New Brunswick

Scouts upset after northwestern camp clearcut

Scouts Canada officials in the Grand Falls area are looking for a new location for their camp after the area they've used for the past 50 years was clear cut.

Camp in Drummond Parish has helped children learn about nature for 50 years

Scouts Canada officials say they had no warning the wooded area in Drummond Parish they've used for a camp location for 50 years was going to be clear cut. (CBC)

Scouts Canada officials in the Grand Falls area are looking for a new location for their camp after the area they have used for the past 50 years was clear cut.

Scoutmaster Jean-Guy Levesque said he had no warning the camp, located in Drummond Parish, was being clear cut.

Levesque said he was shocked when a friend called to tell him about the cutting.

Scout leader Jean-Guy Levesque says he's still in shock about the clearcutting. (CBC)

"We can't believe that things like that would happen, especially to the young people," said Levesque.

"This camp has been there. People know about it. The Department of [Natural] Resources knows about it. I don't understand why our forest had to be cut. You know, it's just not supposed to be done this way."

Department officials said the harvesting took place on Crown land and followed provincial protocols.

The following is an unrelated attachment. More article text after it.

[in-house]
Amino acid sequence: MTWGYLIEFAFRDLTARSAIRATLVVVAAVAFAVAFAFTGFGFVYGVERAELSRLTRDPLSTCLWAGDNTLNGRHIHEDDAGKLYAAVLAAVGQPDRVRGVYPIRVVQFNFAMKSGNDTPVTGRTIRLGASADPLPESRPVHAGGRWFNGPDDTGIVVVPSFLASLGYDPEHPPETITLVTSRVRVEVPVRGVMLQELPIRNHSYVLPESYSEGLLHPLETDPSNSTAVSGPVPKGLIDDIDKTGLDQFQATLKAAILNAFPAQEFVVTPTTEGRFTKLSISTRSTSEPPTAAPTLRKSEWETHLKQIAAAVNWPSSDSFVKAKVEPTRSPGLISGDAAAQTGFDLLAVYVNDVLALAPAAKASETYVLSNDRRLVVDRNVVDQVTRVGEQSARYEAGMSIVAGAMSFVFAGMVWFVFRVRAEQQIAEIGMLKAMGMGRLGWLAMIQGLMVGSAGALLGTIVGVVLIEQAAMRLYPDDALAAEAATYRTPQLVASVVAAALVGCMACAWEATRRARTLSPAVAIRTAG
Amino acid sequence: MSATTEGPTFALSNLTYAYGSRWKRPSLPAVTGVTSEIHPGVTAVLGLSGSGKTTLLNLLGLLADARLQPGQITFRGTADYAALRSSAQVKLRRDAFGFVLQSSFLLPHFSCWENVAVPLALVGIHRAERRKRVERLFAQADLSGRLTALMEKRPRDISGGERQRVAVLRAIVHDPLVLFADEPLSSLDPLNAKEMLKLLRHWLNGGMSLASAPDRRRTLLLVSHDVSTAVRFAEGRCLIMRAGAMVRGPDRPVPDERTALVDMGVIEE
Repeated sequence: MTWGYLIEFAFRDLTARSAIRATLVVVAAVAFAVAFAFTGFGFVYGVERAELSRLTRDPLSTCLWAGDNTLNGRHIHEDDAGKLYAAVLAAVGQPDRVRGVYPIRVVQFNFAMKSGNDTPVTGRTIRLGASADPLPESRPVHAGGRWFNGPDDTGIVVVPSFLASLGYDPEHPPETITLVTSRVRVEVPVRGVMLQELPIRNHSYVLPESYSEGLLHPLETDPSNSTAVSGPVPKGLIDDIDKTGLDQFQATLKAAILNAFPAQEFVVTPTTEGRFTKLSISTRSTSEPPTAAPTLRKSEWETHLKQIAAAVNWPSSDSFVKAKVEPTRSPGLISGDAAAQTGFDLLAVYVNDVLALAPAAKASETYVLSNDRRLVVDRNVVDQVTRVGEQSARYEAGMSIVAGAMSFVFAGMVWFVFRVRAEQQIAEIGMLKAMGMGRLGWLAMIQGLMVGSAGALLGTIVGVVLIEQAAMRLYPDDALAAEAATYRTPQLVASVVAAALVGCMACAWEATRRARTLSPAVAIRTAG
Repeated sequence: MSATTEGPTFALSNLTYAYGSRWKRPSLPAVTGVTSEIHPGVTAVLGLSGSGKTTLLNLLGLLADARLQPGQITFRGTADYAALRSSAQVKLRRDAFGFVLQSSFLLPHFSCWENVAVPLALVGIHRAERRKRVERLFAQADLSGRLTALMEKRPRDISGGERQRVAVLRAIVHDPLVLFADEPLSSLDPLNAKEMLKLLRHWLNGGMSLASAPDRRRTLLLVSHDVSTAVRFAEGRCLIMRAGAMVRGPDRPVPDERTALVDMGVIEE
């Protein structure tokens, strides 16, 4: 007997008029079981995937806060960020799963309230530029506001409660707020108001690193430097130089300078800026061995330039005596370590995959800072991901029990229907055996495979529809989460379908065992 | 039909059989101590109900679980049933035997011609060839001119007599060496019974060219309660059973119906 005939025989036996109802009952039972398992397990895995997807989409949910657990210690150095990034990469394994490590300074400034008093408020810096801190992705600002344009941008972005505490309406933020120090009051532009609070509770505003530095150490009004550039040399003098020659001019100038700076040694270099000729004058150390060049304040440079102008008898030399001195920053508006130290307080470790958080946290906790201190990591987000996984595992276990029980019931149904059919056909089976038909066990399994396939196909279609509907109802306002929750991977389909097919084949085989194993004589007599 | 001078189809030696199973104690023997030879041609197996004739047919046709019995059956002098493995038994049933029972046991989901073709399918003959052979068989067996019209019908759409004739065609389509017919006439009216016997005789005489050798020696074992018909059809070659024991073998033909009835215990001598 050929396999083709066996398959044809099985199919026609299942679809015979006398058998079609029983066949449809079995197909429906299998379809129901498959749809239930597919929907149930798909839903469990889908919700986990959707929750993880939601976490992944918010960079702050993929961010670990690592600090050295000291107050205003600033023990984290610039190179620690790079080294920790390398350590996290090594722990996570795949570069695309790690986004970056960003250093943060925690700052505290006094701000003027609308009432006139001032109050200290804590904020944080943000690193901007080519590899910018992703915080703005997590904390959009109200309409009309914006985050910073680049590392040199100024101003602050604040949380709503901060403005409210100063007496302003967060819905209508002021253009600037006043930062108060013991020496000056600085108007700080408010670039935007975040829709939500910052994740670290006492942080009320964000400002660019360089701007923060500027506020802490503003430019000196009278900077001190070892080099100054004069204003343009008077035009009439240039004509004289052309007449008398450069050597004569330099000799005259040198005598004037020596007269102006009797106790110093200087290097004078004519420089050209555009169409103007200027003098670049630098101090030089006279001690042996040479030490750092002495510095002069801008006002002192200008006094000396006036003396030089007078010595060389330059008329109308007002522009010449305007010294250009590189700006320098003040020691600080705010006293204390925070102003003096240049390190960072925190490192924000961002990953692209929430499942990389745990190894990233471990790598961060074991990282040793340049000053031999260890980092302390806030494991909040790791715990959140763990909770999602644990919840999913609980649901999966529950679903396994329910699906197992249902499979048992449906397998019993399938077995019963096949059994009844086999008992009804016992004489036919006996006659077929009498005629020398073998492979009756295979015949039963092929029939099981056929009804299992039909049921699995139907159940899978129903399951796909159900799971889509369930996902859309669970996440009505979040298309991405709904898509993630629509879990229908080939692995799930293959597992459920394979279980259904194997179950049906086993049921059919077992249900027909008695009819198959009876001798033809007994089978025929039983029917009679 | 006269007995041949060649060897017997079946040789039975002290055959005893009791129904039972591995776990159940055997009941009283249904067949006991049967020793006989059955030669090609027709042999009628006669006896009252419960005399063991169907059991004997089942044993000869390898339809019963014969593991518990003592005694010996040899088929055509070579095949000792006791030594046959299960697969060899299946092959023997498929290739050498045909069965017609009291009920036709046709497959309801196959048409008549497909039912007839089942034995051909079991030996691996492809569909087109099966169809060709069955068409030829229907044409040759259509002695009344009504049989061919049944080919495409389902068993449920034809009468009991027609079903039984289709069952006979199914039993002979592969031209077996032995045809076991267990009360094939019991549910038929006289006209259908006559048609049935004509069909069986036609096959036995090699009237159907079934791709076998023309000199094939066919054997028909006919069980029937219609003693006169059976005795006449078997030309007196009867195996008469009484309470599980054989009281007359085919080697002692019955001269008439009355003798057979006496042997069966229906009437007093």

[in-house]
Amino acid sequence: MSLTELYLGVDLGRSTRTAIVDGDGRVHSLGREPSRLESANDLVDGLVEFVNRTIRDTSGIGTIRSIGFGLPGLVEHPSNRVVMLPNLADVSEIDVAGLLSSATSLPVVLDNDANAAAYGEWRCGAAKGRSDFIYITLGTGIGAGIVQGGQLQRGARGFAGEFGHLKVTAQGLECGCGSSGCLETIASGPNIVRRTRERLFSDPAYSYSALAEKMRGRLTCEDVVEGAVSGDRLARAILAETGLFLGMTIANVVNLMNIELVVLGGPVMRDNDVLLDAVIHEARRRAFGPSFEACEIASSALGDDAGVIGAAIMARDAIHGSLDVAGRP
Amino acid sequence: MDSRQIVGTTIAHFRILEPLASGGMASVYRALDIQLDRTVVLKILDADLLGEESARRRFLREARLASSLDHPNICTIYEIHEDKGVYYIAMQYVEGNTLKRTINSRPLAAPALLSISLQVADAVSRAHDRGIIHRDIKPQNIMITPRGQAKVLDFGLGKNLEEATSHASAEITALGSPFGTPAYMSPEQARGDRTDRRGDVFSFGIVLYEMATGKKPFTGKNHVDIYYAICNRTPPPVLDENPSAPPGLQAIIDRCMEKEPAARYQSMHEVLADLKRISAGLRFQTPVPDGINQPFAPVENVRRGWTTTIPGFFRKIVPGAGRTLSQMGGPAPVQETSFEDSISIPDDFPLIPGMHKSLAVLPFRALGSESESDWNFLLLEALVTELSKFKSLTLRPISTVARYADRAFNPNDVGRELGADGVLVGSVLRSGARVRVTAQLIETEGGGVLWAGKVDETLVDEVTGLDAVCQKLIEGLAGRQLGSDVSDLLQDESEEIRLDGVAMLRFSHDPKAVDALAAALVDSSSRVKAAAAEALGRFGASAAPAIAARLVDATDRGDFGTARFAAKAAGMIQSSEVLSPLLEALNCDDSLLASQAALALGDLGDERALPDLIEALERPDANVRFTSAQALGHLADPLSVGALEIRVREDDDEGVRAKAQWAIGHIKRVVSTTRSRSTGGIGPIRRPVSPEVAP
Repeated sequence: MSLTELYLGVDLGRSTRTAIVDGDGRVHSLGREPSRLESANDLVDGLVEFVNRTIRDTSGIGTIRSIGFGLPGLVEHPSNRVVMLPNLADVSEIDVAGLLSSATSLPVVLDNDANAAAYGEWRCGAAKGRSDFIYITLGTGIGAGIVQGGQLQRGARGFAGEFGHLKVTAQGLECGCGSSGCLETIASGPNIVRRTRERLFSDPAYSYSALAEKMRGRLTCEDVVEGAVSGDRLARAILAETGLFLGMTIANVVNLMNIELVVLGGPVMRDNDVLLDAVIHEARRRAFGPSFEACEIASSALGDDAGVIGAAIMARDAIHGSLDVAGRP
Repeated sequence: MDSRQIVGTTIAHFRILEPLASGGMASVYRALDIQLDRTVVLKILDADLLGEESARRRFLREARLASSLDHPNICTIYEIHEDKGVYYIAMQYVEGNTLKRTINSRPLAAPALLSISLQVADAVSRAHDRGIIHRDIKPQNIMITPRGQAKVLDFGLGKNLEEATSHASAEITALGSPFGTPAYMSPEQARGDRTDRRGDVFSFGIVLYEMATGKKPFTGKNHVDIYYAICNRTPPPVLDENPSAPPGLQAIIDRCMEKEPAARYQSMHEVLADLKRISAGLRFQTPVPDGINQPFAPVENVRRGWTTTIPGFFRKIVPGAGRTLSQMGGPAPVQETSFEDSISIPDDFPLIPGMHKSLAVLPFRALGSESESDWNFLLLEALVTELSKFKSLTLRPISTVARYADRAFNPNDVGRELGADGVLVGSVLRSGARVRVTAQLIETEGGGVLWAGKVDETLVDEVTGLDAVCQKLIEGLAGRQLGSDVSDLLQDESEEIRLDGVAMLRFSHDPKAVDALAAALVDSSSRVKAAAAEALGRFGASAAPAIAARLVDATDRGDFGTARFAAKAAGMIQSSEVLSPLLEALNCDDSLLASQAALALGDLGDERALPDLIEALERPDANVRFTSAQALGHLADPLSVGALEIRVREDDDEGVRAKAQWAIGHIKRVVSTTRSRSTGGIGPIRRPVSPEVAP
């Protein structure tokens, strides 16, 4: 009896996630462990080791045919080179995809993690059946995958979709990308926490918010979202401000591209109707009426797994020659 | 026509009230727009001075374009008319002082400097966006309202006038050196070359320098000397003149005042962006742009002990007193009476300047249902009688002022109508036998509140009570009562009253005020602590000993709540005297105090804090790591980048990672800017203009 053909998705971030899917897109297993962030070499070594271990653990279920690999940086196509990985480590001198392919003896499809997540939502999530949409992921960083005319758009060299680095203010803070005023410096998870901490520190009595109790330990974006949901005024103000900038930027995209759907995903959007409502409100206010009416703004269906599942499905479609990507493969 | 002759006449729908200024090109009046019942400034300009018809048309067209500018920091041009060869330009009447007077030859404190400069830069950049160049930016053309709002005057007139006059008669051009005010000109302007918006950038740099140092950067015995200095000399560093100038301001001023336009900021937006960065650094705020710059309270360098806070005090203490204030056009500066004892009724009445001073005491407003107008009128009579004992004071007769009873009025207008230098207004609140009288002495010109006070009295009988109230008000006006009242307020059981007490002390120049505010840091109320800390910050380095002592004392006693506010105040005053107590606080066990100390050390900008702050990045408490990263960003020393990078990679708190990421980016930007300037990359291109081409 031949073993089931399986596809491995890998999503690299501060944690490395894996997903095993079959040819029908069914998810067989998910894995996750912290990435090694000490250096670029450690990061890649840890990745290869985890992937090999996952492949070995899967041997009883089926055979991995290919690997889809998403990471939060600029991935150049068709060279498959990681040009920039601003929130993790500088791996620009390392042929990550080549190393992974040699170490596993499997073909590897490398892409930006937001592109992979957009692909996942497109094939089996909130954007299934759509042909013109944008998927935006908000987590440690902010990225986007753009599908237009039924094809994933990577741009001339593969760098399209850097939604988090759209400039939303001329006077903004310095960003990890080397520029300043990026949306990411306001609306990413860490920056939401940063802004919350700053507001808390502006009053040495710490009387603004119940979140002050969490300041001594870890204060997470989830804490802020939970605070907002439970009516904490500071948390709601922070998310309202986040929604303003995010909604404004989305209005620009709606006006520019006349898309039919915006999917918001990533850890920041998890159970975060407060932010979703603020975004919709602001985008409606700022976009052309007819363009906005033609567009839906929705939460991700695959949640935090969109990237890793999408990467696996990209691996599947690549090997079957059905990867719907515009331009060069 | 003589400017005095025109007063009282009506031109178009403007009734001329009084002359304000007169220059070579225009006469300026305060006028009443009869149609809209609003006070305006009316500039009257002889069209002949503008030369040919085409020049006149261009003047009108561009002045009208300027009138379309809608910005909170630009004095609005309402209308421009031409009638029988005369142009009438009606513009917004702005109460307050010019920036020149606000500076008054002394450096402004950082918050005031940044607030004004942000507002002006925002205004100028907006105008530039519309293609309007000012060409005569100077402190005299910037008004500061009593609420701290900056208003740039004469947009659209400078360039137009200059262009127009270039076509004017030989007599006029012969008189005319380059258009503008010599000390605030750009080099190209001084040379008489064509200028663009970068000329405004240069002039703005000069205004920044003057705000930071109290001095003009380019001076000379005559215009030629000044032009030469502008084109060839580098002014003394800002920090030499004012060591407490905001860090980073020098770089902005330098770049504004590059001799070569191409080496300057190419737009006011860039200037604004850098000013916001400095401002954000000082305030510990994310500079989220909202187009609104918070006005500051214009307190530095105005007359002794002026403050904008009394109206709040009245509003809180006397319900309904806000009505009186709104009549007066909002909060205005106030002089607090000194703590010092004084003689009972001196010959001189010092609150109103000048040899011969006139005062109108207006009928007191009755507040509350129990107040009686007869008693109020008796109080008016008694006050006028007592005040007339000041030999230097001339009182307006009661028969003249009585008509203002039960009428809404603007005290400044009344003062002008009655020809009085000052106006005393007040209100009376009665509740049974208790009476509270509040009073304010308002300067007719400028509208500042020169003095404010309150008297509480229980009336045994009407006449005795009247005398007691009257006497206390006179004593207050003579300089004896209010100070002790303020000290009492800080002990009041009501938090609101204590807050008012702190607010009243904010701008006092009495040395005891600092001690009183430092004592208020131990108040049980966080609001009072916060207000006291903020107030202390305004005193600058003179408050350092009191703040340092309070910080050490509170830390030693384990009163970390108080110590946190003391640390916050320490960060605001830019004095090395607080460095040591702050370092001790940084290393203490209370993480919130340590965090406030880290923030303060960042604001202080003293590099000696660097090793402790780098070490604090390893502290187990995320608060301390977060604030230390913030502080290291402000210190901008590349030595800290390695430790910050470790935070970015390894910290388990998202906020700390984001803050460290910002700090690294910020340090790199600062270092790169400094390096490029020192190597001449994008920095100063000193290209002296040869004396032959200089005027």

But Levesque said the woods were the basis for the camp being located there, to teach children about nature and wildlife on weekends and during summer and winter camps.

"We go out in the woods and we teach them about the different types of trees, different leaves, and different animals that they attract there, and make different knots and different buildings or shelters that we use to teach them how to take care of themselves," he said.

"If we had a warning ahead that they were about to cut our forest, we probably would have camped in the woods to keep them from cutting our forest."

Scouts have used the camp in Drummond Parish to teach children about nature and wildlife. (Submitted)

The Scouts pay the provincial government for an annual lease and have put a lot of into repairs over the years, said Levesque.

Some all-terrain users, who help the Scouts to maintain the area, which includes an all-terrain vehicle trail, are also upset about the clear cutting, he said.

Provincial officials plan to meet with the Scouts, an off-road vehicle club and forestry companies on Dec. 19.

Acadian Timber holds the local forestry management licence. Company officials said a subcontractor harvested the trees.